Nausea and vomiting of pregnancy (NVP), more commonly known as morning sickness, is absolutely nothing to worry about (apart from the way it makes you feel). As the British medical Journal says “Nausea and vomiting are the commonest symptoms experienced in the first trimester of pregnancy affecting 70-85% of women”. So if you’re feeling nausea during your pregnancy, take heart – you are definitely not alone. This nauseous feeling although more commonly associated with mornings can, as some mothers-to-be will attest, strike at any time of the day.
Morning sickness can be one of the more trying side effects of being pregnant. Feeling sick, nauseous and actually vomiting is not exactly nice to experience at the best of times but put this together with the onset of pregnancy, when you are probably feeling quite tired and emotional, it can be extremely upsetting. On top of this, it will probably occur when no-one else even knows you’re pregnant and so when they don’t make any allowances for sudden feelings of illness, it only makes you feel more upset.
So What Does It All Mean?
Morning sickness usually lasts for the first three months but can last up until the end of the fifth month. The severity of the sickness varies from pregnancy to pregnancy ranging from feeling slightly queasy to actual vomiting but no-one is actually quite sure why.
Some women can sail through their first pregnancy with no flicker of nausea but then experience it in all subsequent pregnancies. There are numerous theories explaining it away but none are actually definite. Some think it could be due to an increase in the hormone progesterone which helps to relax muscles in the uterus and thereby prevents early labour. As a consequence, though, muscles in the stomach and intestines can also be relaxed and this can lead to excess acid production and feelings of nausea.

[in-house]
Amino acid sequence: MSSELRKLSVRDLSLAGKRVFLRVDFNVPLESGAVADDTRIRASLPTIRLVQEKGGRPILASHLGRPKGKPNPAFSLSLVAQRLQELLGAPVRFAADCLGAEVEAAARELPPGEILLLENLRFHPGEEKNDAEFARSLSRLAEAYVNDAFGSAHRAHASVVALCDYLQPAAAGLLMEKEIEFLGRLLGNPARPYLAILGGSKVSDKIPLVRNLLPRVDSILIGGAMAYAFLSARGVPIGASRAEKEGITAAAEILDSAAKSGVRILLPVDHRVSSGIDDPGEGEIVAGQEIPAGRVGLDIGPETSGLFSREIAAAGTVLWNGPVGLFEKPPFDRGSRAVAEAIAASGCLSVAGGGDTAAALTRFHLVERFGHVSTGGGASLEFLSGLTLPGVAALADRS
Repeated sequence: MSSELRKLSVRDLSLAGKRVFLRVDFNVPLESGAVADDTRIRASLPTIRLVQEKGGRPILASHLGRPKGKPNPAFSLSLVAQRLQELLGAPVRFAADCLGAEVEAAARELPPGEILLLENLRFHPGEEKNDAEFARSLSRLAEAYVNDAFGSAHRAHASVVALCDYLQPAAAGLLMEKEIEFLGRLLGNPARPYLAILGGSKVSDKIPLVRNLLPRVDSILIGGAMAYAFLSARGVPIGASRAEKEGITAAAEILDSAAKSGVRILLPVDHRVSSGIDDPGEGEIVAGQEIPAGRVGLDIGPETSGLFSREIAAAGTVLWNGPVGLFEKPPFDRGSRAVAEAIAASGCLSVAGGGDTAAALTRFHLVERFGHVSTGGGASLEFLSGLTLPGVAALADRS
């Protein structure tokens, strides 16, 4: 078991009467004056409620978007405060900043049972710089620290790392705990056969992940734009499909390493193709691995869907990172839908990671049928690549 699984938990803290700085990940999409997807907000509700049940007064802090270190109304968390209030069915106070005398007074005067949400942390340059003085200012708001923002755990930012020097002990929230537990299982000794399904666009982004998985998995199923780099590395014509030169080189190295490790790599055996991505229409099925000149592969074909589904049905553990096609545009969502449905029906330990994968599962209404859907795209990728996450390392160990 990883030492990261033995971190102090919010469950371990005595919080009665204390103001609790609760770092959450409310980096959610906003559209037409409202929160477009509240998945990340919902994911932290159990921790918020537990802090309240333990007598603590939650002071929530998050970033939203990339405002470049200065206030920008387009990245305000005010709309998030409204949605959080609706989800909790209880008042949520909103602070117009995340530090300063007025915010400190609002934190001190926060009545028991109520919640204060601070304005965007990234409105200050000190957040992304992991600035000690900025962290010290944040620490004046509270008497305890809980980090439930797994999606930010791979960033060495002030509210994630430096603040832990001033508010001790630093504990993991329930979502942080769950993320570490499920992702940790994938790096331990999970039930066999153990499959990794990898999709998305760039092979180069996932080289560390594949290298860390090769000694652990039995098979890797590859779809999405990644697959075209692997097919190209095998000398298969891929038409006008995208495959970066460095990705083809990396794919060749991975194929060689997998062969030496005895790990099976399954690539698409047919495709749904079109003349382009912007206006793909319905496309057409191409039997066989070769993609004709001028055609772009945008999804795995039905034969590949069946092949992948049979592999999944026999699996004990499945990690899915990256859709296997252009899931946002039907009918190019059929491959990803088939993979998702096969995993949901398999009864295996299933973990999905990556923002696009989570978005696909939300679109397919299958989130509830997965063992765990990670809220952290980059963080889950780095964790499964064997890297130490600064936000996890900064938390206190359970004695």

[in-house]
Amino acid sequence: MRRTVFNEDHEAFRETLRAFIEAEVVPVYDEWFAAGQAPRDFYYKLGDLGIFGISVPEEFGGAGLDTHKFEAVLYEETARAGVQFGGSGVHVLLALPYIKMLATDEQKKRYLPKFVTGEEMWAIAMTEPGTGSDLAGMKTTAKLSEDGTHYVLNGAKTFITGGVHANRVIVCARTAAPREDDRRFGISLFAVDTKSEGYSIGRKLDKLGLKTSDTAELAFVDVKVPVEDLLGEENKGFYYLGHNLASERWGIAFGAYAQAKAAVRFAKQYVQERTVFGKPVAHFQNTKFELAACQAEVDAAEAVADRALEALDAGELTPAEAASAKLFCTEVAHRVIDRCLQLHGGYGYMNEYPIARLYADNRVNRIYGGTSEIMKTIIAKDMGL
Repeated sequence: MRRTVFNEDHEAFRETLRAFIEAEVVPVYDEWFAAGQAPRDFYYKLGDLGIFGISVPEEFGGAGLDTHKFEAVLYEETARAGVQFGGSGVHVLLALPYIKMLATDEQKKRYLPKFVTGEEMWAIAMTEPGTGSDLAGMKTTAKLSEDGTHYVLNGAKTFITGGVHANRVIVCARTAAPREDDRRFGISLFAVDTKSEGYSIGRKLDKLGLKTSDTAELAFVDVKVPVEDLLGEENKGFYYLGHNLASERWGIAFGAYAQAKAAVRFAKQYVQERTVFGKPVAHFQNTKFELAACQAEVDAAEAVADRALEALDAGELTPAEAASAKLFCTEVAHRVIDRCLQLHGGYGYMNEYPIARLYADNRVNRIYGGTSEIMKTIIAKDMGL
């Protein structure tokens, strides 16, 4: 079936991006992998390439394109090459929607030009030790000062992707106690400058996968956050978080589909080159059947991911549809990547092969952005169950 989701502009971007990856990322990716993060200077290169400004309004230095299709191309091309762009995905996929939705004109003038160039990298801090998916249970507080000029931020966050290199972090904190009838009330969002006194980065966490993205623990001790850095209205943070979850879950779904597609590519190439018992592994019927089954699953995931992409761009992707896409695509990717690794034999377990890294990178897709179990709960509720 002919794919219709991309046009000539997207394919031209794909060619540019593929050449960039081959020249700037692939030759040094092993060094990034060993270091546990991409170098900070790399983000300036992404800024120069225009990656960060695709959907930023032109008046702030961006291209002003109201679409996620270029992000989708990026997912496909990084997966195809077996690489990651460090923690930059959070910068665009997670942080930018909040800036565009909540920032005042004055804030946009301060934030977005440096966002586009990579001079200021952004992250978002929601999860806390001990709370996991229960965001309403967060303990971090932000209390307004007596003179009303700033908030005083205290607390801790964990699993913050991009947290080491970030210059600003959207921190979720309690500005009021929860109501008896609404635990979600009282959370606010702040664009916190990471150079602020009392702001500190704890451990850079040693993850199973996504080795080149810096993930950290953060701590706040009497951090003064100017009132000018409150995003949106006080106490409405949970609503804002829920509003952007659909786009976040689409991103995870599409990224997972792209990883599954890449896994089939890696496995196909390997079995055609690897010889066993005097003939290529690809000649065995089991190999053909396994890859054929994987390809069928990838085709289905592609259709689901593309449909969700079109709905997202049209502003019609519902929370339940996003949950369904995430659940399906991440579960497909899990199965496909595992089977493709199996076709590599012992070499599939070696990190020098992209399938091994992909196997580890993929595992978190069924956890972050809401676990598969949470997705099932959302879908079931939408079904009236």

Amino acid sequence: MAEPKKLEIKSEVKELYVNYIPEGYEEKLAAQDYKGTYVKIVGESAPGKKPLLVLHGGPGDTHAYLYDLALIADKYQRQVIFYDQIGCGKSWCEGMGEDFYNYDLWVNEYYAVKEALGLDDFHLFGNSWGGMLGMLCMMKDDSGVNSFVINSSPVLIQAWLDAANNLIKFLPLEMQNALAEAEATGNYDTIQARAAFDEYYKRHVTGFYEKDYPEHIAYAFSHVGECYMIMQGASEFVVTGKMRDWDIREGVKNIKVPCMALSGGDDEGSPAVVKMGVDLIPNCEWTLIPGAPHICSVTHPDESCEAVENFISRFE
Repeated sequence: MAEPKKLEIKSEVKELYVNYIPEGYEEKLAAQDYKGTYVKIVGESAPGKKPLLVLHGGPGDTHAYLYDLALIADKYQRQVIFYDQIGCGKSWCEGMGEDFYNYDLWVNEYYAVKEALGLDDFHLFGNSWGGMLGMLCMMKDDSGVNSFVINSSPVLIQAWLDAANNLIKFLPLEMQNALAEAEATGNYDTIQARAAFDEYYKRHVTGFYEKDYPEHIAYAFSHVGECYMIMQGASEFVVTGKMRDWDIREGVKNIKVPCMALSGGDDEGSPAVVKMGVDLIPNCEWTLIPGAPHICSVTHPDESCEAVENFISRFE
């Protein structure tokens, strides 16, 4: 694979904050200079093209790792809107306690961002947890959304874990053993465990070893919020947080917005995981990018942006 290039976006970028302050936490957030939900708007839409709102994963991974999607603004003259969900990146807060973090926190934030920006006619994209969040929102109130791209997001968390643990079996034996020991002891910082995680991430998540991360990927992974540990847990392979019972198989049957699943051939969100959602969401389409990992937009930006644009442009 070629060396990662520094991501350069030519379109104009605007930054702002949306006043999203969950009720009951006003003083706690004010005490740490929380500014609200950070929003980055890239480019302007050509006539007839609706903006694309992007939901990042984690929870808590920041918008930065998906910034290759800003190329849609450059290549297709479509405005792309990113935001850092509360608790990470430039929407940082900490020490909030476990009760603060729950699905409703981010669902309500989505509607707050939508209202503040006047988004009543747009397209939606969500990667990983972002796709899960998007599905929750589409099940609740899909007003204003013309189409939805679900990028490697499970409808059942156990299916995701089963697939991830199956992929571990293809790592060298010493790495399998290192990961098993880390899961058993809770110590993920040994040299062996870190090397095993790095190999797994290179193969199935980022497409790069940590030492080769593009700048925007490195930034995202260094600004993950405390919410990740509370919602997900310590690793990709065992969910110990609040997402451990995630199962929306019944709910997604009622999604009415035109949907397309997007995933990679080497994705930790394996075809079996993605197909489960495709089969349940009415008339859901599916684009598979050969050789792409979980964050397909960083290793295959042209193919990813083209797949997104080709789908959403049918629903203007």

Other theories include extra sensitivity to odours. The slightest smell can start the sickness feeling and pungent odours can make the nausea worse. Although, having said that, it must be remembered that every pregnancy and woman are different. I am reminded of my friend when she was pregnant and having morning sickness. She, however, could eat the most repugnant smelling food which made my stomach turn but did not make her even bat an eye at it.
Another more medical theory is the increase in human chorionic gonadotropin (hCG). Basically, this is a hormone produced by the embryo soon after conception which maintains progesterone production and increases the immune tolerance of the pregnancy.
Others maintain that eating vegetable may induce morning sickness. The reasoning behind this is that the natural toxins in vegetables which are produced to ward off insects during growth and which are normally harmless to humans can be dangerous towards embryos. So morning sickness is an evolutionary measure to protect the developing child. There again, if you think about all the studies which show the amount of nutrients both mother and child receive from consuming vegetables during pregnancy and the fact that these type of foods usually ensure higher birth weights and therefore healthier babies – morning sickness or no morning sickness, cutting out vegetables is definitely not the answer.
Incidentally, medical professionals relate that from their experience, women who have morning sickness are more likely to bear twins or triplets (as opposed to a single birth) and are less likely to have miscarriages.
So whatever the actual reason for morning sickness is, the overall standpoint seems to be that it is nature’s way of adapting your body to cope with all the changes that happen when you have a baby. Nausea during pregnancy is not uncommon and hopefully your experience with it won’t be too traumatic.